Ten states and the District of Columbia now allow the sale, possession, and use of marijuana for recreational purposes, and 33 states and the District of Columbia allow medical marijuana. Critics argue that marijuana dispensaries are magnets for crime. A new study found an association between marijuana dispensaries and increases in rates of crime and disorder in neighborhoods in Denver, Colorado, shortly after Colorado commenced legal retail sales of marijuana.
The study, by researchers at the University of Colorado Denver, appears in Justice Quarterly, a publication of the Academy of Criminal Justice Sciences.
"We found that neighborhoods with one or more medical or recreational dispensary saw increased crime rates that were between 26 and 1,452% higher than in neighborhoods without any commercial marijuana activity," notes Lorine A. Hughes, associate professor in the School of Public Affairs at the University of Colorado Denver, who led the study. "But we also found that the strongest associations between dispensaries and crime weakened significantly over time."
In their study, the researchers looked at both medical and recreational dispensaries from 2012 to 2015 (Colorado legalized marijuana in 2014). They examined the extent to which dispensaries were associated with neighborhood crime and disorder independently of other characteristics of the neighborhoods (e.g., socioeconomic disadvantage, concentration of high-risk commercial establishments such as check-cashing stores and tattoo shops).
Measures of crime and disorder were drawn from the Denver Police Department and included aggravated assault, auto theft, burglary, drug and alcohol offences, murder, public disorder, robbery, and theft from a car. Measures of other neighborhood characteristics were based on 2013 estimates of characteristics of Census block groups, which researchers applied to 3,981 equally distributed geographic areas in Denver. Information about marijuana dispensaries was obtained from government agencies.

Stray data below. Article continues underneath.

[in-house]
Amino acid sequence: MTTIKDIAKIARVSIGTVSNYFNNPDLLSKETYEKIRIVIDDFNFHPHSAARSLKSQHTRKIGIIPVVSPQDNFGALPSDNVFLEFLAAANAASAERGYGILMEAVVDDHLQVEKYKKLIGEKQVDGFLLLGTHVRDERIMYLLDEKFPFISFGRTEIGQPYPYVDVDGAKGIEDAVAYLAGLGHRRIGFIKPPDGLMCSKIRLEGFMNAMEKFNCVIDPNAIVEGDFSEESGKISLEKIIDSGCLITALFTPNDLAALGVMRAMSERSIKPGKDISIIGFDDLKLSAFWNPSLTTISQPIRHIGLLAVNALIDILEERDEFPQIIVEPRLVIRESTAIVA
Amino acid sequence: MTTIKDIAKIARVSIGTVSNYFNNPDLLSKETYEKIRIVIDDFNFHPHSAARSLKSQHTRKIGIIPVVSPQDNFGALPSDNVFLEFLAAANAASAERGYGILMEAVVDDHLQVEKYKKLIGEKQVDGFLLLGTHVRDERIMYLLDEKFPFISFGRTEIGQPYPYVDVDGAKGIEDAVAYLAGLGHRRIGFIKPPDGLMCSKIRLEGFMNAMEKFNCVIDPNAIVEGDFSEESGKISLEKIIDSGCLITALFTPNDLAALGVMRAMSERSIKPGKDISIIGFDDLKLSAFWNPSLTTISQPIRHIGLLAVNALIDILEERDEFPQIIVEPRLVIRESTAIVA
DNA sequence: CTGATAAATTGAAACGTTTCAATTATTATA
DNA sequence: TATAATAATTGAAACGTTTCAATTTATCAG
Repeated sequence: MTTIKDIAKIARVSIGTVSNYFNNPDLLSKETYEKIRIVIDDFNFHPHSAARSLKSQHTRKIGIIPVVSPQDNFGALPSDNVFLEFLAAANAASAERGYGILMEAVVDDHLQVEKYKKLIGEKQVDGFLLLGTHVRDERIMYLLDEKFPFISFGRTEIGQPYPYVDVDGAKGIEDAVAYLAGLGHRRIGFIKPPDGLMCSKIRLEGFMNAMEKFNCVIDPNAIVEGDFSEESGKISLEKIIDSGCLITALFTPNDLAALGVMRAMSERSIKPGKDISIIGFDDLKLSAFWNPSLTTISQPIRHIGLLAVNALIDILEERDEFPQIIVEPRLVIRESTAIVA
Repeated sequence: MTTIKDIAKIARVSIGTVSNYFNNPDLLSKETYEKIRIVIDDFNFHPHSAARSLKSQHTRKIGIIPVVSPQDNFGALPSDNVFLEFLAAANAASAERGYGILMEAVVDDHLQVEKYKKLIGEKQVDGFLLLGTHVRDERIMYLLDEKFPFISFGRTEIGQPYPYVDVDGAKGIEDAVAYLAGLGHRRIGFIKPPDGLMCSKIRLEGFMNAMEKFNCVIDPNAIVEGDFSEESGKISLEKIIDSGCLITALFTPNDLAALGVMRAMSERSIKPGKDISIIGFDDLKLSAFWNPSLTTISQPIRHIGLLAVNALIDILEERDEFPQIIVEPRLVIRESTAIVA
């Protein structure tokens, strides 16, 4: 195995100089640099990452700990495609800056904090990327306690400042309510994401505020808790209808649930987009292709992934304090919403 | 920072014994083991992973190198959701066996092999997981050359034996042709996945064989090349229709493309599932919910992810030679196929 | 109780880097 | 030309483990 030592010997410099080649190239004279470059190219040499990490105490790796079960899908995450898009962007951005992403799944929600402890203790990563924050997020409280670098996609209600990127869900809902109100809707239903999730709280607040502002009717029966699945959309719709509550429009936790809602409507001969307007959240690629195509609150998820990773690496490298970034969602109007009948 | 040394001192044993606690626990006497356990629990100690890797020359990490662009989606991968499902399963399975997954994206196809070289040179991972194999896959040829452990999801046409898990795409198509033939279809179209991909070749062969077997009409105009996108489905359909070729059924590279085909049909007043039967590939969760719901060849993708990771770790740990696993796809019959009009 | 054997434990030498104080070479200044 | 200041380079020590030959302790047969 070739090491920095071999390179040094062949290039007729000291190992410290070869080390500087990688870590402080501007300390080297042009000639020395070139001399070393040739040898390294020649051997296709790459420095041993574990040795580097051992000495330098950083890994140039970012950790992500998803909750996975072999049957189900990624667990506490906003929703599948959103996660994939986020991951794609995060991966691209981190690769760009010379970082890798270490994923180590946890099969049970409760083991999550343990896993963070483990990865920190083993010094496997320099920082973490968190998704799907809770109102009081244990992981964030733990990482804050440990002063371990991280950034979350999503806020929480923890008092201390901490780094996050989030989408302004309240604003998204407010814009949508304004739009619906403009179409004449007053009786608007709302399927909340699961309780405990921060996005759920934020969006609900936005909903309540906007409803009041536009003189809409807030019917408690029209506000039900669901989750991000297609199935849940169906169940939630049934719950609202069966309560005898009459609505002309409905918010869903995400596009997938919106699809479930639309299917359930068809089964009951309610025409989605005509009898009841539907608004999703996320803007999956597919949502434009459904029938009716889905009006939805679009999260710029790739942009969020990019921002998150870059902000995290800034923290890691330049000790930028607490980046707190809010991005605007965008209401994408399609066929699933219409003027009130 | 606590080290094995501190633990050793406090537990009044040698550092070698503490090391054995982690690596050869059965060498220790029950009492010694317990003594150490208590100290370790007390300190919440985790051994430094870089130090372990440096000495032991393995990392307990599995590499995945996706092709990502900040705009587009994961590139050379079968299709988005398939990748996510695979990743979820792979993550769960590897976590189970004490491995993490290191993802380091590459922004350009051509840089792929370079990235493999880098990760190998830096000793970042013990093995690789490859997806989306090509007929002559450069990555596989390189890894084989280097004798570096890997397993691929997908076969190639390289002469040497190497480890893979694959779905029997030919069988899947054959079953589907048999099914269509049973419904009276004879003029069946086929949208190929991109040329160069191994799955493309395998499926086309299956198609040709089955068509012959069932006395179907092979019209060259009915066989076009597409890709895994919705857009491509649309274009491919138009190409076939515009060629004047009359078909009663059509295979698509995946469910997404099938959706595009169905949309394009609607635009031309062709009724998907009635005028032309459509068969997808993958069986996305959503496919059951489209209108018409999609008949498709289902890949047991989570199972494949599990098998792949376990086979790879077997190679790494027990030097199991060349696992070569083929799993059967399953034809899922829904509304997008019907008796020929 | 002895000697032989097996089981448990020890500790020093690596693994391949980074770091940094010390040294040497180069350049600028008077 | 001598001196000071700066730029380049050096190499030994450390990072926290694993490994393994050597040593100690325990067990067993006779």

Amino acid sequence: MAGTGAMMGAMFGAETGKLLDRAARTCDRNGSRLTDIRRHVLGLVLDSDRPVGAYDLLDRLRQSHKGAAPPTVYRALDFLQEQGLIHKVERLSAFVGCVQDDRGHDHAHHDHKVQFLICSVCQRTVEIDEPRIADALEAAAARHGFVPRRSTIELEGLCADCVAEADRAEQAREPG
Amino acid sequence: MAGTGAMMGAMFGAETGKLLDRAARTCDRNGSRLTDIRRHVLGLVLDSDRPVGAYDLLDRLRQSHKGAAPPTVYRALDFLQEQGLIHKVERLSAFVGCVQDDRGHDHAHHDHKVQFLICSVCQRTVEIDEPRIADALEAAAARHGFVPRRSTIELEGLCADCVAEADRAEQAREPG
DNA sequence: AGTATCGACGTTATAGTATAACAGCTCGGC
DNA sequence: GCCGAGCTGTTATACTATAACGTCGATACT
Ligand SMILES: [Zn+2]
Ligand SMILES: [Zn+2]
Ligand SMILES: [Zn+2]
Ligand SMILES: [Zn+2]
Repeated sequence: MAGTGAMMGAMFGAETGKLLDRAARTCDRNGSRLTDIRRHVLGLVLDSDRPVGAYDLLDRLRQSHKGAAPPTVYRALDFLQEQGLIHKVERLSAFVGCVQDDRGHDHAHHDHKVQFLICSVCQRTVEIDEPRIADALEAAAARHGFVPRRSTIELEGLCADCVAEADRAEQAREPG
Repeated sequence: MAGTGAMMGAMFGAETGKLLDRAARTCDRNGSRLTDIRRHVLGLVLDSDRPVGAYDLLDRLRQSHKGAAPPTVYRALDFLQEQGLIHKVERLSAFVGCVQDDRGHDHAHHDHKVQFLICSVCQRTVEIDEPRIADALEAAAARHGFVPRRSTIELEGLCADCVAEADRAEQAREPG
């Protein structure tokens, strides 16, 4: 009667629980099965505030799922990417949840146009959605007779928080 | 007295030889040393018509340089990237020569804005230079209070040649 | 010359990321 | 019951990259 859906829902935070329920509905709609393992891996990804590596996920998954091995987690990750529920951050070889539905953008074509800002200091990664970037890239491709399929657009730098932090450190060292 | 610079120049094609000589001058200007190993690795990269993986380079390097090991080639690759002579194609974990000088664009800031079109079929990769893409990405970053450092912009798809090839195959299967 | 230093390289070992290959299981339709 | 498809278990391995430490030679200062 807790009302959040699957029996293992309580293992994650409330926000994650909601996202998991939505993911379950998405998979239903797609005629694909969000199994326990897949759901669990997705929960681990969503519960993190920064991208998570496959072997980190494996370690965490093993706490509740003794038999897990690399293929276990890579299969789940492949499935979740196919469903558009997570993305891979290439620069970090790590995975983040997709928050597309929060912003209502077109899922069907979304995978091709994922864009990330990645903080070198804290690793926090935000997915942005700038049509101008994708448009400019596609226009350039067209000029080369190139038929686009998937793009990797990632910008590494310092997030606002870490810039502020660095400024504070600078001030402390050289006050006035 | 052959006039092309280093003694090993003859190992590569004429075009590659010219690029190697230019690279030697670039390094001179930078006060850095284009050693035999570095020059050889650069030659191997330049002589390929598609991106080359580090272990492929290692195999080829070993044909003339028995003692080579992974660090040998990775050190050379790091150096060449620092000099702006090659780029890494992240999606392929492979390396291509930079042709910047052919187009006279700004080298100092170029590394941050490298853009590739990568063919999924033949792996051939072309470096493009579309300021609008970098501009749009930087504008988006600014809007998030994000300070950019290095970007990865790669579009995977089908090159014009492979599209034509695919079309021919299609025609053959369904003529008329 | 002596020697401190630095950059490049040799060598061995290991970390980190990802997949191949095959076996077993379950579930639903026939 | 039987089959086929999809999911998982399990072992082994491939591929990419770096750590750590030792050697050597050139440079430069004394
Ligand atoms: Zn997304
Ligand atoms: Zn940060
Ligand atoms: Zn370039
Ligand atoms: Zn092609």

The study found that except for murder, the presence of at least one medical marijuana dispensary was associated with a statistically significant increase in neighborhood crime and disorder, including robbery and aggravated assault. The study also found a relatively strong association between medical marijuana dispensaries and drug and alcohol offenses, with a decline in the strength of the link after recreational marijuana was legalized.
The pattern of results was similar for recreational marijuana dispensaries, though the study found no direct relation to auto theft.
The authors caution that the results of the study, based only on information from Denver immediately after legalization and before market saturation, may not be generalizable to other geographic areas. They also note that because the study relied on official police data to measure crime and disorder, it's possible that police targeted neighborhoods with marijuana dispensaries, which would over-estimate the association between these facilities and crime and disorder.
"Our findings have important implications for the marijuana industry in Denver and the liberalization of marijuana laws nationwide," suggests Lonnie M. Schaible, associate professor in the School of Public Affairs at the University of Colorado Denver, who coauthored the study. "Although our results indicate that both medical and recreational marijuana dispensaries are associated with increases in most major crime types, the weak strength typical of these relationships suggests that, if Denver's experience is representative, major spikes in crime are unlikely to occur in other places following legalization."
The authors suggest that, rather than fighting to oppose legalized marijuana, which has become a multibillion-dollar industry and is expected to create more than a quarter of a million jobs by 2020, it may be more expedient to develop and support secure and legal ways for dispensaries to engage in financial transactions.